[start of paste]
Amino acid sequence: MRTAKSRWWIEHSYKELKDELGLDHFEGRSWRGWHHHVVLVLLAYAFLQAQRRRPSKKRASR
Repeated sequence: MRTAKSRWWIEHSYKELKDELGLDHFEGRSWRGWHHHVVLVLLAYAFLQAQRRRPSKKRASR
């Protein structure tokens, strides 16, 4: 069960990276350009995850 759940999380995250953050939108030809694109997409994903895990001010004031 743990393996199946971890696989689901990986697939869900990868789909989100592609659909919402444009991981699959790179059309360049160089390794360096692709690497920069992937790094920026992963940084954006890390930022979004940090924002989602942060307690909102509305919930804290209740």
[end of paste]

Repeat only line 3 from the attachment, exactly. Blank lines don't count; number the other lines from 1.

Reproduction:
């Protein structure tokens, strides 16, 4: 069960990276350009995850 759940999380995250953050939108030809694109997409994903895990001010004031 743990393996199946971890696989689901990986697939869900990868789909989100592609659909919402444009991981699959790179059309360049160089390794360096692709690497920069992937790094920026992963940084954006890390930022979004940090924002989602942060307690909102509305919930804290209740």